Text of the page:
According to Extrareference, the Spanish subsoil offers a conspicuous range of mineral resources, many of which have been known and exploited since ancient times. Of particular note are iron ores, mainly extracted from Cantabrian deposits, therefore from those of the Iberian and Betic systems; among the other metal ores, a place of primary importance goes to lead, coming from the Sierra Morena, and zinc, extracted in the region of Santander and in the Basque Provinces, for both of which Spain occupies an excellent place at European level. Well known is the mercury of Almadén (Ciudad Real), already known in Roman times and for whose production Spain ranks among the first world producers, also exploiting the fields of Mieres and Pola de Lena. The copper deposits are of lesser importance. The country, on the other hand, stands out for its pyrites, prized for their high sulfur content, with main deposits in the Ríotinto area. The annual production of rock salt and brine is also conspicuous; still signal the potash, the magnesite, then manganese, antimony, tungsten, tin, bauxite, gold and silver. The coal reserves, whose main basin is the Asturian-Leonese one, are discrete, but are nevertheless totally insufficient for the needs of the industry; oil production is of little importance (fields near Valladolid, Burgos and off the coast of Tarragona), to which are added rather modest quantities of uranium extracted in the Lérida area, and natural gas. As for the energy sector, although it has been strengthened, the production of electricity remains considerably lower than that of the industrialized countries of Western Europe. At first, electricity was essentially of water origin, thanks to the construction of numerous power plants located initially on the upper course of the rivers, especially in the region of the Eastern Pyrenees, as a function of the industries of Catalonia, then along the middle course of the major river arteries (Ebro, Duero, Tagus), thus favoring various other cities, such as Valladolid and Madrid.
However, thermal energy has taken on an increasingly important role thanks to the numerous thermal power stations, mainly located in the North, the Levant and Andalusia, fueled both by domestic coal and, increasingly, by imported oil. Over a third of energy production is provided by the nuclear sector, thanks to the Zorita (Guadalajara), Santa María de Garoña (Burgos) and Vandellós (Tarragona) power stations, which exploit uranium extracted in Lérida. Thanks to the inflow of foreign capital that followed the entry into the EEC (1986), the Spanish industry has considerably modernized and diversified from the production point of view. It constitutes a supporting structure of the national economy: in addition to the consolidation of production capacities, it has undergone significant progress in the qualitative composition. The main industrial districts continue to be those with the oldest plant, namely the North of the country (essentially the Basque Provinces), where numerous mechanical complexes operate, benefiting from the mineral resources of the Cantabrian area, Catalonia, which, in addition to the traditional textile activities, now has very active chemical and mechanical industries and steel processing, the Levant, where the food sector is always very flourishing (Valencia); finally the area around the capital, which includes important chemical and mechanical complexes. The Spanish industry of the beginning of the century. XXI covers almost all productive sectors, even if it shows a continuous increase of the manufacturing industry compared to the extractive one, which was at the origin of fundamental importance in the country’s economy. Good European standard presents the steel industry, concentrated in the Vizcaya area (Basque Provinces), in Asturias, in Catalonia (production of special steels) and in Sagunto (Valencia). The main products of the metallurgical industry, which has a more varied and articulated location and which to a large extent also processes imported minerals, now reaching respectable productions on a European scale, are aluminum (in Valladolid, Avilés, Lagrela and Sabáñago), copper (Ríotinto, Cordoba, Barcelona, Palencia, Bilbao), lead, tin, zinc; moreover, a large part of the coal extracted is transformed into coke metallurgical. Uranium ore is refined at the Andujar plant. The mechanical sector has had a significant development, aimed primarily at the construction of means of transport, but also of machinery of all kinds and various tools. Thus locomotives and railway equipment are produced in Barcelona, Madrid, Valencia; the Asturian-Basque steel district supplies steel rolled products, rails, etc.; high precision machinery is also produced in Barcelona.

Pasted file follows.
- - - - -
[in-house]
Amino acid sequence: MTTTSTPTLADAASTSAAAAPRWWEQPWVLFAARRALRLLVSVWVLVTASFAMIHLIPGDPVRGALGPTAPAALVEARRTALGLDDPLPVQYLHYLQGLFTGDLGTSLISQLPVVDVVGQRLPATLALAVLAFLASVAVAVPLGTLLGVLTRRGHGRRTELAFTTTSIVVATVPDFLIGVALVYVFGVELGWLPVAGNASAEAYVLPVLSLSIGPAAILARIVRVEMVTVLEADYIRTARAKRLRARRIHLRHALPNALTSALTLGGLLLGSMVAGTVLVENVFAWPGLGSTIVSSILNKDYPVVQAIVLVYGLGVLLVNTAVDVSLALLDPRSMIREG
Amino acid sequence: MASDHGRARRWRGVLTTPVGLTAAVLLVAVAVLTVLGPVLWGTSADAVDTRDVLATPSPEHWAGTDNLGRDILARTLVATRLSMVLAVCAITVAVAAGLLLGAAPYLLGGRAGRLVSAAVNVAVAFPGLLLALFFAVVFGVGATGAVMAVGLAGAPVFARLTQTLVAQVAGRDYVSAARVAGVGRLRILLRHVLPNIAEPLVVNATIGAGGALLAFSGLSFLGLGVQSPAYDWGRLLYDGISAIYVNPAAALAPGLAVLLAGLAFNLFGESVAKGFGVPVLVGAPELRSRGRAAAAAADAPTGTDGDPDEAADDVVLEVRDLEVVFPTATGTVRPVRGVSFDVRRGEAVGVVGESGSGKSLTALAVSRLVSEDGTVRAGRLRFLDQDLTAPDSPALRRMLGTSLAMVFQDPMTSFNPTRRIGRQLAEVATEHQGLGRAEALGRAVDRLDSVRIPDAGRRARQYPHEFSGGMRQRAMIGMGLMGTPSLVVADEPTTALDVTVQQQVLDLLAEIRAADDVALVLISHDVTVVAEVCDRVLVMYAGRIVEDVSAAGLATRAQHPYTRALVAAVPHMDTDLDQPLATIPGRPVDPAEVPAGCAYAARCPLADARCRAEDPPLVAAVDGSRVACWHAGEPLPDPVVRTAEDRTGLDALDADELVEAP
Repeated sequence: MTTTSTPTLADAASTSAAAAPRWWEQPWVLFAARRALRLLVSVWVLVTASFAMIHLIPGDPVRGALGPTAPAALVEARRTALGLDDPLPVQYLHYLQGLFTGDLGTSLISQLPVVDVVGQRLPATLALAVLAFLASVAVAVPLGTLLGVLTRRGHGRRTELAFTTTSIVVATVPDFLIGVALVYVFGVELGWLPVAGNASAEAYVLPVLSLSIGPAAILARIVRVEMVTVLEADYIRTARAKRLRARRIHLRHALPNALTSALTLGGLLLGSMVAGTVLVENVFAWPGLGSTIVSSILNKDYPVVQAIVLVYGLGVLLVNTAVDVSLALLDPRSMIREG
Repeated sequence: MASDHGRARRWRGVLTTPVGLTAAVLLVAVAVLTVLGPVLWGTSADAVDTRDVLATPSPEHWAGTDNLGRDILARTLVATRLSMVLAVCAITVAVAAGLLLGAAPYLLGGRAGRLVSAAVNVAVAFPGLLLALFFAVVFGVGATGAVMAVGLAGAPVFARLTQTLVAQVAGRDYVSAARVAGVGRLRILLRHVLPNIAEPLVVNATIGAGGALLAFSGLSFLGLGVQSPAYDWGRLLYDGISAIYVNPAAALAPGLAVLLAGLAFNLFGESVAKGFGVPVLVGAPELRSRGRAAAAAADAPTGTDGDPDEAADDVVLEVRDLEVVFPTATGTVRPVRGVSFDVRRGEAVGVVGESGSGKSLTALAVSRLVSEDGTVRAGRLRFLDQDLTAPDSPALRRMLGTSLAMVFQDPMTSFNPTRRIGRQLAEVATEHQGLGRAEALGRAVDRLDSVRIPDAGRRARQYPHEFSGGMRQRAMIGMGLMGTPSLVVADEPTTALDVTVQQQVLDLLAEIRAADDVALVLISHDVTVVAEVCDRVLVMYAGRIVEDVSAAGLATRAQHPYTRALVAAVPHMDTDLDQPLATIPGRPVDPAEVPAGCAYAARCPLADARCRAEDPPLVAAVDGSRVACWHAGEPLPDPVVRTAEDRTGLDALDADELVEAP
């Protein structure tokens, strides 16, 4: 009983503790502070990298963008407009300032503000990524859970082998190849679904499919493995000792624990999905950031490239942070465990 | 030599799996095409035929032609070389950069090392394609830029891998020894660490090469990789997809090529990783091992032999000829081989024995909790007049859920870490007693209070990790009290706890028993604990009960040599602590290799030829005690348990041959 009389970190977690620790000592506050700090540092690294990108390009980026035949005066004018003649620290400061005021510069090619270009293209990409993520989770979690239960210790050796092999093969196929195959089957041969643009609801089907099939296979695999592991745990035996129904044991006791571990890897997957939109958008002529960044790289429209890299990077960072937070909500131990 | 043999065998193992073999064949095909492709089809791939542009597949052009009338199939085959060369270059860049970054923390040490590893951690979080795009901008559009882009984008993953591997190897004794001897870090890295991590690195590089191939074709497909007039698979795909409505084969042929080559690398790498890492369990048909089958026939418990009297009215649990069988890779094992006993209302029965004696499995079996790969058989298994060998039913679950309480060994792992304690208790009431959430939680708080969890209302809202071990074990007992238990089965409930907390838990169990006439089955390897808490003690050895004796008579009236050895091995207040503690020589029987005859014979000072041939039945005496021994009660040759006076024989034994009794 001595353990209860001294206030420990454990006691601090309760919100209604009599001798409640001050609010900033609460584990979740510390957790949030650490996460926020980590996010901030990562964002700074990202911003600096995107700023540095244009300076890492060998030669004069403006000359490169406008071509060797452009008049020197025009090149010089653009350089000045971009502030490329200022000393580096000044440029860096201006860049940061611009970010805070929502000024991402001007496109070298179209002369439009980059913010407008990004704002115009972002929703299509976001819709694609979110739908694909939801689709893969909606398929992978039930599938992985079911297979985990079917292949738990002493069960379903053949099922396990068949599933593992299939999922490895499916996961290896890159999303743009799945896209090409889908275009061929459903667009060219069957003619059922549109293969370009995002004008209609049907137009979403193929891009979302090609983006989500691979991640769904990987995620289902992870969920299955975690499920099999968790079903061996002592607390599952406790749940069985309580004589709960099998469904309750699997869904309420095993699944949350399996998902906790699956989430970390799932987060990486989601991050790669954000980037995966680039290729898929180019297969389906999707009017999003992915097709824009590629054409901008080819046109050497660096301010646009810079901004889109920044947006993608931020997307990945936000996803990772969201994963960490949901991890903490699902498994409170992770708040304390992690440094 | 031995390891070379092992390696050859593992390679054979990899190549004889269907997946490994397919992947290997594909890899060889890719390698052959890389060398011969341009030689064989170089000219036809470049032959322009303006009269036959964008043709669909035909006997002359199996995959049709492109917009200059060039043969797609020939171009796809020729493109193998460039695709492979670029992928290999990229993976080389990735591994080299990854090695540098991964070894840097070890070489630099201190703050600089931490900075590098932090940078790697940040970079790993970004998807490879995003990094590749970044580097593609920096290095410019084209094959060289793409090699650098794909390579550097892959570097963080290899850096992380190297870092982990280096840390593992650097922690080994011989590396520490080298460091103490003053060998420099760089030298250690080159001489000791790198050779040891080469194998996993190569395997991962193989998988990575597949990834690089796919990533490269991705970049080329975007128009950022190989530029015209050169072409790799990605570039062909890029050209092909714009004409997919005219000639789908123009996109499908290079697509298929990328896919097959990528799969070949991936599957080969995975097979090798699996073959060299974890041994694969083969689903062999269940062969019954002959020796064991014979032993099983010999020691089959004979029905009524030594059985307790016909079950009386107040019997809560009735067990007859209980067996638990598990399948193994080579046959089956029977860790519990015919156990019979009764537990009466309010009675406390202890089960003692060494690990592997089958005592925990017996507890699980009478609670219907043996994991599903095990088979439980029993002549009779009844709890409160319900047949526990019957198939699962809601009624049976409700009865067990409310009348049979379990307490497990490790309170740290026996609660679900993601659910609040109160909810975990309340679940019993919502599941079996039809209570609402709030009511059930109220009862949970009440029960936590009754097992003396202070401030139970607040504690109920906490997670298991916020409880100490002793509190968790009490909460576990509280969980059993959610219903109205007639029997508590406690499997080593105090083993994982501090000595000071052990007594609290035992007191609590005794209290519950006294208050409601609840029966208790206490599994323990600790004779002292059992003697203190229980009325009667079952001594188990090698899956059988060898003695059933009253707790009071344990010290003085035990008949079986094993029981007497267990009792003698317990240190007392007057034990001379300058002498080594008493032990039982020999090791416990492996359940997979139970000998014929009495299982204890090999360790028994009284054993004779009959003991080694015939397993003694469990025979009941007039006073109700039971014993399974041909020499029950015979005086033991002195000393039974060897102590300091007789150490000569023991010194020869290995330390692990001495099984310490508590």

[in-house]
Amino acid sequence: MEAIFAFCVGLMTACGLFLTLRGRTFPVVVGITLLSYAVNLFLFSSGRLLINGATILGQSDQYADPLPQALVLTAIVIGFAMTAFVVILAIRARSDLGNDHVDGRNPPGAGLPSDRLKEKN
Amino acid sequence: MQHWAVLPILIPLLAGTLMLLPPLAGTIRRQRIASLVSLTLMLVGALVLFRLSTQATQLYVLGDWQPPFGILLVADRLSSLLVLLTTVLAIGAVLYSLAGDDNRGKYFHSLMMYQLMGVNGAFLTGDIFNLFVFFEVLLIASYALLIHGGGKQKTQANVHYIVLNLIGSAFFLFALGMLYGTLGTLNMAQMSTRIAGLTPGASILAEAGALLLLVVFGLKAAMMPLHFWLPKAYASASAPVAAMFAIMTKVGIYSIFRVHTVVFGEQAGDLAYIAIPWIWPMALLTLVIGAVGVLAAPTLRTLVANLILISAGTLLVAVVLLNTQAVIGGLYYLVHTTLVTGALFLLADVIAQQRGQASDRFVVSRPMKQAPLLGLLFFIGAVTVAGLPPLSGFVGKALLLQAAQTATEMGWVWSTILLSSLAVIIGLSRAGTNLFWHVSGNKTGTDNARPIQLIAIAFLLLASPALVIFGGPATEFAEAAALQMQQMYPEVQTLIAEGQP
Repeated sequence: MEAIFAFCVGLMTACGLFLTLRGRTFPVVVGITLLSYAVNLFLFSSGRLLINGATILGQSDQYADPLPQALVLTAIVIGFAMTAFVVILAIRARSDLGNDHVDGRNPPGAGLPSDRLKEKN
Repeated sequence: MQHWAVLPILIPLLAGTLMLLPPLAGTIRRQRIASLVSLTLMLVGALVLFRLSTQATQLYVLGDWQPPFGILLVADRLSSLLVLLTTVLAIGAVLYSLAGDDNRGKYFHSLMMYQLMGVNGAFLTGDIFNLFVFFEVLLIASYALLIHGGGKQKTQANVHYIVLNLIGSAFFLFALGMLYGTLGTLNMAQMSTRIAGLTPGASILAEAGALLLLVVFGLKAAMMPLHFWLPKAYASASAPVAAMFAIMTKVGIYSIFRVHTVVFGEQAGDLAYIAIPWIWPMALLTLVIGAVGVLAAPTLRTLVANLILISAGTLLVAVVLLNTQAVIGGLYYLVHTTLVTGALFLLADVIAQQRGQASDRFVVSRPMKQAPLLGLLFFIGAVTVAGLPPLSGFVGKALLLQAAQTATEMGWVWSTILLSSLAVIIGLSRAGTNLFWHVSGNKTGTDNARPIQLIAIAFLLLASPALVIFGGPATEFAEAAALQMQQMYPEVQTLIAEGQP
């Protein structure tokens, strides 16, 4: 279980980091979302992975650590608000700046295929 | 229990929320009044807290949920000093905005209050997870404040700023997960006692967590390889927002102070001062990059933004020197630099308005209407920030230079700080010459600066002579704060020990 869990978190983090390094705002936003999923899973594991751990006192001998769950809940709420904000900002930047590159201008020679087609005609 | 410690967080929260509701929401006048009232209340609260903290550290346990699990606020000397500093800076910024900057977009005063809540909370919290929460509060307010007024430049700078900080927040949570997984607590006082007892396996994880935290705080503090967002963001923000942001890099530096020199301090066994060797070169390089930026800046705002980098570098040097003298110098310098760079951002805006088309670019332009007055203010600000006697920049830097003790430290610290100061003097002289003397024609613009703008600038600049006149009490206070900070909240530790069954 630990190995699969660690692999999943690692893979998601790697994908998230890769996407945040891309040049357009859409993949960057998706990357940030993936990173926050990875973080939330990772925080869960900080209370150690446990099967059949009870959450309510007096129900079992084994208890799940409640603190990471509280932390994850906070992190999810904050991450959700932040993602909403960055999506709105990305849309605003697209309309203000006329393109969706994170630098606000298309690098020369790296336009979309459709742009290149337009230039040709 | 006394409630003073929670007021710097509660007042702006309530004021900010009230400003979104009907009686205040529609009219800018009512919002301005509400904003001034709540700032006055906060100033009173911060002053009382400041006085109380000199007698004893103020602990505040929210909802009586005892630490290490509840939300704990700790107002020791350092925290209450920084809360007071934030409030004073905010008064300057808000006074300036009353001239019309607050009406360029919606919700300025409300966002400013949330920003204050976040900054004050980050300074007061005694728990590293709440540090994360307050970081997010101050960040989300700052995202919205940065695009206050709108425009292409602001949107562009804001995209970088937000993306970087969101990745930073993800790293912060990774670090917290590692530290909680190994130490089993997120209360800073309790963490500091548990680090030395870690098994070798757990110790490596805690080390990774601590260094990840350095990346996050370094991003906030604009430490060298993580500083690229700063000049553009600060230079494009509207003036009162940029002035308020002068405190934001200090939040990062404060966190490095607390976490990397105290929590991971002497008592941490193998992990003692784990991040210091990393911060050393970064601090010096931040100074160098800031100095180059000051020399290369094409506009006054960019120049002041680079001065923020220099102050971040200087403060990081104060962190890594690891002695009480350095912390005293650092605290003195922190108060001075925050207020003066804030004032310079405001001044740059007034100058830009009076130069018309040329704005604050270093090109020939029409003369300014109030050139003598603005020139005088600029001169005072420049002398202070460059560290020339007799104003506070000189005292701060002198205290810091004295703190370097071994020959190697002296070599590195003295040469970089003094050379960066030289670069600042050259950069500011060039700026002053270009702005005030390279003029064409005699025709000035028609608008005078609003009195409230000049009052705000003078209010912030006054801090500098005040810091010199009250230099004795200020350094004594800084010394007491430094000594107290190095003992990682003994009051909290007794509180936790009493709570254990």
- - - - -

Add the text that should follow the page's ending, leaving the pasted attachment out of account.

The automotive industry, in which the participation of foreign companies has had and continues to have a decisive role, is mainly located in large cities. The thriving rubber industry is largely linked to it, headquartered in Barcelona. The naval industry has its main centers in El Ferrol, Cartagena, Cádiz, Barcelona and Bilbao; Seville and Cadiz are also home to aeronautical complexes. The chemical industry has experienced extraordinary expansion; it is concentrated in Catalonia, but various plants have also sprung up in the Asturian-Basque area, favored by the by-products of metallurgy, as well as in certain inland centers, such as Madrid, Valladolid and Zaragoza. Excellent is the production of sulfuric acid, which is obtained from the abundant national pyrites; a minor but not modest role in the European context is also played by the production of nitrogen fertilizers, synthetic resins and plastic materials, nitric acidand hydrochloric, caustic soda etc. The textile industry retains its role, in particular the cotton industry, widespread mainly in Catalonia. The wool mill has a minor importance, to which are added good productions of artificial and synthetic textile fibers, linen yarns, hemp, jute etc. The pre-eminent food industry is the sugar industry, which operates for the most part in the production areas of sugar cane and sugar beet, with main factories in Zaragoza and in other centers of the Ebro valley; of importance are also the beer industry, oil mills, canning plants, dairy ones; the tobacco factories. The paper industry has its greatest location in the Basque Provinces, Catalonia and Valencia. Glass processing (which boasts numerous factories, including notable ones in Bilbao and Arija, near Santander, in La Granja, etc.), in ceramics (in Talavera de la Reina, in La Cartuja near Seville, in Manises and Segovia), tanning of hides and leather complete the picture of the Spanish industry. Particular dynamism shows the sectors of electronics and telecommunications.